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Problem#101: A student committee on academic integrity has

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Problem#101: A student committee on academic integrity has  [#permalink]

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New post 21 Nov 2005, 05:32
Problem#101:

A student committee on academic integrity has 90 ways to select a President and VP from a group of candidates. The same person cannot hold both positions. How many students are in the group?

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New post 21 Nov 2005, 06:18
10...x!/(2!(x-2)!)*(x-1)!/(1!(x-2)!)=90...solve for x...
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New post 21 Nov 2005, 06:23
If we select first in 10, second in 9 ways this makes 90 ways in total . Seems like 10 students
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New post 21 Nov 2005, 06:37
combo(n,2)=90
n(n-1)/2=90
n^2-n-180=0
and no interger solution.
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New post 21 Nov 2005, 07:07
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we know that we are going to select 2 candidates President and VP.

there are 90 ways to to select them. because one is pesident and one is Vp so order matters and it should be permutation.

we can create an equation n P 2 =90

or n! /(n-2)! = 90

or n(n-1)(n-2)! /(n-2) ! =90

or n^2 -n-90 =0

or (n-10)(n+9) =0

so n = 10 becasue n can not be negative 9

so there are 10 students in the group.
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New post Updated on: 21 Nov 2005, 07:30
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10
let assume there are n student

so no of ways a president can be selected = nC1

now, the number of ways VP can be selected = (n-1)C1

total no of ways = nC1*(n-1)C1

90=nC1*(n-1)C1
n(n-1) = 90

hence n = 10

Originally posted by cool_jonny009 on 21 Nov 2005, 07:28.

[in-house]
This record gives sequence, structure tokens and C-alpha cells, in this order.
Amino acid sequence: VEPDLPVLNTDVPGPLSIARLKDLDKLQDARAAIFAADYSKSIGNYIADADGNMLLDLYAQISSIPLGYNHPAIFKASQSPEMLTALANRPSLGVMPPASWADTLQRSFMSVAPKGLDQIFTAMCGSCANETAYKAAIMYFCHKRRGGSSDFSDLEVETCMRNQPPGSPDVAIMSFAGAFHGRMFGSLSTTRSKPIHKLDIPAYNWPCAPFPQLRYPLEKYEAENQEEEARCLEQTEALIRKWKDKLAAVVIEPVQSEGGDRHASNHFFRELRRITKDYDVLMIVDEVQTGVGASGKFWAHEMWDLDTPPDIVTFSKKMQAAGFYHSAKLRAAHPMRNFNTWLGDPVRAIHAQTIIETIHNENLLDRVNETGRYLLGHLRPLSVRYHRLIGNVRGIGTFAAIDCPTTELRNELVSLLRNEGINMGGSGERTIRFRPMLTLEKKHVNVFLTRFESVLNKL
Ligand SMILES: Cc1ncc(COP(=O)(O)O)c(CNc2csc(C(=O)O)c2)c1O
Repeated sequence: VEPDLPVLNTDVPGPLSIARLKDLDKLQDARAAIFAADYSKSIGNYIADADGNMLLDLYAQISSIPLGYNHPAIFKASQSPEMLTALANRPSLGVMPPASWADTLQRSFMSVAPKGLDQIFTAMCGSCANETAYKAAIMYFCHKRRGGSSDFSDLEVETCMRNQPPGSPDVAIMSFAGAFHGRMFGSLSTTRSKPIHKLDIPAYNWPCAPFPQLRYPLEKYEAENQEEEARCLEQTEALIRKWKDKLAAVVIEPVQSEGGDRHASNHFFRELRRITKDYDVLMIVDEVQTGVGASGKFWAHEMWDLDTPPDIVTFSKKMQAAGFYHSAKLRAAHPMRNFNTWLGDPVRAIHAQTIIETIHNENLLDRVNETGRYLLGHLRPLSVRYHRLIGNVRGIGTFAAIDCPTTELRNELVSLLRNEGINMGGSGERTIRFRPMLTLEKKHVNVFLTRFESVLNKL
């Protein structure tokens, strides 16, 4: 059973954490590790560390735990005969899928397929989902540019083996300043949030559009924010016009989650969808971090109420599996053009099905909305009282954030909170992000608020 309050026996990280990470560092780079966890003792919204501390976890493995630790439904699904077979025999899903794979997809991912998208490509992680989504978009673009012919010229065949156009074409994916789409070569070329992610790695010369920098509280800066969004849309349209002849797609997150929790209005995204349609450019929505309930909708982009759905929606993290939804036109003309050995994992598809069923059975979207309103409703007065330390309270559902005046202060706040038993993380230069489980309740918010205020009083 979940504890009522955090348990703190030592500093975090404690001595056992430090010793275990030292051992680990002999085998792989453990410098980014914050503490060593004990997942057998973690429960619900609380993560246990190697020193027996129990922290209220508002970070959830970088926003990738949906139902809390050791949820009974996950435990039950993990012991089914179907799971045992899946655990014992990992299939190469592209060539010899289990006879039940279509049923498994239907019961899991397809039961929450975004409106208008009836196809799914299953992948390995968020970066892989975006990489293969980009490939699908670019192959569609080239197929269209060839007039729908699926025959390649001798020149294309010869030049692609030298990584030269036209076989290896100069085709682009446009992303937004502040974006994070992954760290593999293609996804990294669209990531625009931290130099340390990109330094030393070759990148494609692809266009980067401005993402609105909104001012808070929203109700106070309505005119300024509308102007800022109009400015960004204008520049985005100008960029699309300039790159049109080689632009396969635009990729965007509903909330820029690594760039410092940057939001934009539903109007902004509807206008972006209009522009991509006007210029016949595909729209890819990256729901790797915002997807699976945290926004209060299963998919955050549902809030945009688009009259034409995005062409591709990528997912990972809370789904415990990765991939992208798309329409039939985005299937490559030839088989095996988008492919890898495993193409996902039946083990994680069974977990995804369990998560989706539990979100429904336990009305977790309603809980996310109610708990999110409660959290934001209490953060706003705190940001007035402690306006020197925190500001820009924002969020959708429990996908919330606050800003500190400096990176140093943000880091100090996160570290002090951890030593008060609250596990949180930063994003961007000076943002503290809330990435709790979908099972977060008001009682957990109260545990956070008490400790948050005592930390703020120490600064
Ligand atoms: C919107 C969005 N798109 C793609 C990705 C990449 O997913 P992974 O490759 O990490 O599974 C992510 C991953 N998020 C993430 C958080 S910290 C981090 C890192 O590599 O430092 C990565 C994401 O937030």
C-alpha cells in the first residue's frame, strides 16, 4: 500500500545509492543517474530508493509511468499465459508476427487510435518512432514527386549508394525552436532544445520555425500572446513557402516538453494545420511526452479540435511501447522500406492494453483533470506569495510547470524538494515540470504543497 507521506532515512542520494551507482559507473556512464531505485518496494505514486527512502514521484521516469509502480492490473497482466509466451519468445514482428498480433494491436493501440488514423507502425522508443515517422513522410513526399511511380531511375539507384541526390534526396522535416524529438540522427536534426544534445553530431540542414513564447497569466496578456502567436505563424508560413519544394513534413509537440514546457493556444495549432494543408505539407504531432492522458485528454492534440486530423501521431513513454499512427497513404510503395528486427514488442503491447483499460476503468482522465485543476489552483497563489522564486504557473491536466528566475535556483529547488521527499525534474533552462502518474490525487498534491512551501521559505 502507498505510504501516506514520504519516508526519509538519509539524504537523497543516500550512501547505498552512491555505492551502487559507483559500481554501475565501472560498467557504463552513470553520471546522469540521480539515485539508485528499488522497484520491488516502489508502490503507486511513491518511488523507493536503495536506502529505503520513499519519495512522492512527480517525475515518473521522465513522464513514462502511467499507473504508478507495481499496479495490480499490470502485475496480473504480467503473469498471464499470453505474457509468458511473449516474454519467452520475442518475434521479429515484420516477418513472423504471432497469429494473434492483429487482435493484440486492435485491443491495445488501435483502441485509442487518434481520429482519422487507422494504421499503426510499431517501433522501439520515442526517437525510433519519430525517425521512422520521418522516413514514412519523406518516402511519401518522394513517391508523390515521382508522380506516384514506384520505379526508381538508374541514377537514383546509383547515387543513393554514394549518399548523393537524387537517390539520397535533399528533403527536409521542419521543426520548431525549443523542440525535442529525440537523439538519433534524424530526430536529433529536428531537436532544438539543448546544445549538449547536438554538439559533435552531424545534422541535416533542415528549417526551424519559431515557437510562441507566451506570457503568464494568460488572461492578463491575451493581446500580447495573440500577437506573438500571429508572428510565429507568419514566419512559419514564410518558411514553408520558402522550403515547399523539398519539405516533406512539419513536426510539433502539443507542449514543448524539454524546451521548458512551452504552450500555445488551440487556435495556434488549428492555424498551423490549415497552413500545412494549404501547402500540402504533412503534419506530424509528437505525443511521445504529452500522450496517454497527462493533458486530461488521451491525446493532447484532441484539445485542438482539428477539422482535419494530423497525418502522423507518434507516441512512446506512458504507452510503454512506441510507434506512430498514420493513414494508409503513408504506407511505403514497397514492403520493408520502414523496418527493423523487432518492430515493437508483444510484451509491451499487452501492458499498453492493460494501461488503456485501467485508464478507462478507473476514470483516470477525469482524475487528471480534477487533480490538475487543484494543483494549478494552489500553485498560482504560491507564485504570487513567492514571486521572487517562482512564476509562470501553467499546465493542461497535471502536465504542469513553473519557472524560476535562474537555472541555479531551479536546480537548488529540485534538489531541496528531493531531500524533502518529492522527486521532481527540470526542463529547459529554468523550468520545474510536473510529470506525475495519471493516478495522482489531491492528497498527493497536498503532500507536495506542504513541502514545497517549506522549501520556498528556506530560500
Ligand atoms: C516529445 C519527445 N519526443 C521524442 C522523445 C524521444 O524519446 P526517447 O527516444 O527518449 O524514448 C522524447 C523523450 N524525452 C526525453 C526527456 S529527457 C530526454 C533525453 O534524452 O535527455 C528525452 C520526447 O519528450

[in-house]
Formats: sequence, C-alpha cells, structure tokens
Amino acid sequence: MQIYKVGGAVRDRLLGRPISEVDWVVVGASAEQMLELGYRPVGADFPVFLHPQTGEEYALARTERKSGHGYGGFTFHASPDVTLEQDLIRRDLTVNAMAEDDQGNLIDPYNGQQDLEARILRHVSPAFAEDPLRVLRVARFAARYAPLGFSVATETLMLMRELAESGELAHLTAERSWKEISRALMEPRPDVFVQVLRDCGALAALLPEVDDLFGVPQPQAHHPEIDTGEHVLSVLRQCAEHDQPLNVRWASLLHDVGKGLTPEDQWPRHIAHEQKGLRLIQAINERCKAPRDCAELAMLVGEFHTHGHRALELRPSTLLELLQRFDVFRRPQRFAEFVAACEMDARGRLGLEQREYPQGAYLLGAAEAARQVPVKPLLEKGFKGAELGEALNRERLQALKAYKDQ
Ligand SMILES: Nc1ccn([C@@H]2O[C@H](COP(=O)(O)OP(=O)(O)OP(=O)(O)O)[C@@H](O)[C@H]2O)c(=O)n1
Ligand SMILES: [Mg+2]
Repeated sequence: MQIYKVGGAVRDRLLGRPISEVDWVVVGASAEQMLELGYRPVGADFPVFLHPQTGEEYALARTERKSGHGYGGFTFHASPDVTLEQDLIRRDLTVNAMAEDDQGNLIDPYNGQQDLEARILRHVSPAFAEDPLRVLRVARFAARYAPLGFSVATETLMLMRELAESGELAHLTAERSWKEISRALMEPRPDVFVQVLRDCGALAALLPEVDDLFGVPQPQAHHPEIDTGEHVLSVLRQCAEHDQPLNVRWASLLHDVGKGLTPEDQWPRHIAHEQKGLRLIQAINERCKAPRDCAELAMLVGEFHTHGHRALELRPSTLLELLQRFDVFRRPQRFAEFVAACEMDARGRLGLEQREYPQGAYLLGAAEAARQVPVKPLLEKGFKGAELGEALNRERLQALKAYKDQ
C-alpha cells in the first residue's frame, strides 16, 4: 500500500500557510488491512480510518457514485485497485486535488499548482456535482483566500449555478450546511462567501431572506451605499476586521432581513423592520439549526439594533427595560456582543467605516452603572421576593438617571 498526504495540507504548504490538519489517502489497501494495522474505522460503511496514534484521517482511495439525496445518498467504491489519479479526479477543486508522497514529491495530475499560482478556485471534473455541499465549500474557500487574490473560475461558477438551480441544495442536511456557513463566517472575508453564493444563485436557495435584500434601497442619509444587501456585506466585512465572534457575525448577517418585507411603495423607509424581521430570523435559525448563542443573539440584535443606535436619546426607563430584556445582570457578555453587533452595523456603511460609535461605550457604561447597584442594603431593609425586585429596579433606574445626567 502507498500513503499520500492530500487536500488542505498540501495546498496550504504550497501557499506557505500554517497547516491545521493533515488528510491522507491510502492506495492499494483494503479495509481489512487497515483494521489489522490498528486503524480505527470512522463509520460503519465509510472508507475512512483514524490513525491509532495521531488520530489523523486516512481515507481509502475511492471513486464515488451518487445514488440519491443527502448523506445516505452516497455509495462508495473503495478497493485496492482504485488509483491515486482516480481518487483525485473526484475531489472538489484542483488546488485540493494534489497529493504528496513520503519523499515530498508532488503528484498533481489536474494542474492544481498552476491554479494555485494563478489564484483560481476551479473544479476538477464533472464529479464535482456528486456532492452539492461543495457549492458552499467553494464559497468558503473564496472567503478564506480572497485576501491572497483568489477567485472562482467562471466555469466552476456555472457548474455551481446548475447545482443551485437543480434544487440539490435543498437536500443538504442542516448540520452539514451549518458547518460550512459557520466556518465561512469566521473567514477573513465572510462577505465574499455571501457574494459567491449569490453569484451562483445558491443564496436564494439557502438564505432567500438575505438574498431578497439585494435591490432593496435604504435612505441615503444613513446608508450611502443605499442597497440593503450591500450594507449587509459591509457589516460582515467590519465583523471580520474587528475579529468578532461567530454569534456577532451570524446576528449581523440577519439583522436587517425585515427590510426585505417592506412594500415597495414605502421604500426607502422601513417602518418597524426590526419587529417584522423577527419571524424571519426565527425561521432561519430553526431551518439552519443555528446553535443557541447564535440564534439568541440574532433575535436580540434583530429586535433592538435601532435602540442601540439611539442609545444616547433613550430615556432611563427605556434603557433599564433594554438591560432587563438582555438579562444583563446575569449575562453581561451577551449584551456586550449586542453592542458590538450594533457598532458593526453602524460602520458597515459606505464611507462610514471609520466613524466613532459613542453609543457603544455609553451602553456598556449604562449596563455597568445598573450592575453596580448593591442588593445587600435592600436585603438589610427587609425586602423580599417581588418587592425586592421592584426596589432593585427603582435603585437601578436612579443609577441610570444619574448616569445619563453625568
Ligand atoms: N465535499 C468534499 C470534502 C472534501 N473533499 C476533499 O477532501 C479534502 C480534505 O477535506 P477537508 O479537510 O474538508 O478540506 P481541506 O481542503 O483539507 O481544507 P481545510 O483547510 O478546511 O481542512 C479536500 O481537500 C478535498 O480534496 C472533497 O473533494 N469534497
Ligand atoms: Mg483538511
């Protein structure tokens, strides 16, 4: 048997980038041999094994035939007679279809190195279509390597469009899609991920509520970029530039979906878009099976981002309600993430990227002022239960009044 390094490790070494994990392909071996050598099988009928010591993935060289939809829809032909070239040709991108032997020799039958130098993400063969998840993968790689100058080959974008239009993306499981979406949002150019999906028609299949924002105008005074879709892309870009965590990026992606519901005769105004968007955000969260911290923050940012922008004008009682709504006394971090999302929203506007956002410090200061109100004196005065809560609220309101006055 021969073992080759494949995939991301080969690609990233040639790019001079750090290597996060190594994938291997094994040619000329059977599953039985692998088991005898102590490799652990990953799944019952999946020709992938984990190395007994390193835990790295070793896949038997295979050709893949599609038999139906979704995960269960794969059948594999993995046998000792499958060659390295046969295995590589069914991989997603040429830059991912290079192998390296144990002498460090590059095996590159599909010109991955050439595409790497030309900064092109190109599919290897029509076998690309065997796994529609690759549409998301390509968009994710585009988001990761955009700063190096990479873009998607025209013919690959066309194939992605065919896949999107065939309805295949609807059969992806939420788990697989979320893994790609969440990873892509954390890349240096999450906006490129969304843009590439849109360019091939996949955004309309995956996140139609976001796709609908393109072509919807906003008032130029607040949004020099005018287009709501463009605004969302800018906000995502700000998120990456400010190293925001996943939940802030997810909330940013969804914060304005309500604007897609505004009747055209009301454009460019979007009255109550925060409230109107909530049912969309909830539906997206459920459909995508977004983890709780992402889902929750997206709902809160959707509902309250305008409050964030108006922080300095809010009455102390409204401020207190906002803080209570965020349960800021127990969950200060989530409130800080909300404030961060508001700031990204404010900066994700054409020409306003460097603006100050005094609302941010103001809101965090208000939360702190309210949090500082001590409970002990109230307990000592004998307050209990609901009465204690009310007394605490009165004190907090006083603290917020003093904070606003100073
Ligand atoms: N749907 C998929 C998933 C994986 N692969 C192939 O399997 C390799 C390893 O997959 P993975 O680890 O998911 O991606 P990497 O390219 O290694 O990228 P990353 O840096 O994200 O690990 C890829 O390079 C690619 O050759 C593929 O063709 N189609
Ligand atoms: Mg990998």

Last edited by cool_jonny009 on 21 Nov 2005, 07:30, edited 1 time in total.
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Re: ProjectGMAT- Last Problem in the book  [#permalink]

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New post 21 Nov 2005, 07:29
GMATT73 wrote:
Problem#101:

A student committee on academic integrity has 90 ways to select a President and VP from a group of candidates. The same person cannot hold both positions. How many students are in the group?


nC1 * n-1C1 = 90
n*(n-1) = 90
n = 10
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Re: ProjectGMAT- Last Problem in the book  [#permalink]

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New post 22 Nov 2005, 00:31
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GMATT73 wrote:
Problem#101:

A student committee on academic integrity has 90 ways to select a President and VP from a group of candidates. The same person cannot hold both positions. How many students are in the group?


This is a permutation question as the order is important. Let their be "N" students. We are given that NP2 = 90
i.e n!/(n-1)! = 90
i.e n(n-1) = 90
n^2-n-90 = 0
Solving this quadriatic equn we get n = 10 or n=-9, n = -9 is not possible. Hence n = 10. or 10 students in the group.
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New post 22 Nov 2005, 21:26
You guys are too good! Answer is 10.
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New post 22 Nov 2005, 21:35
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1
Permutatino should be used. Consider two people, Bill and Charlie. Bill being preseident and Charlie being VP is different from Biill being VP and Charlie being president.

So XP2 = x!/(x-2)! = 90 --> x is the number of people

x!/(x-2)! = 90
x*(x-1)*(x-2)!/(x-2)! = 90
x(x-1) = 90
x^2 - x - 90 = 0

x=10
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Re: Problem#101: A student committee on academic integrity has  [#permalink]

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Re: Problem#101: A student committee on academic integrity has &nbs [#permalink] 25 Sep 2017, 10:01
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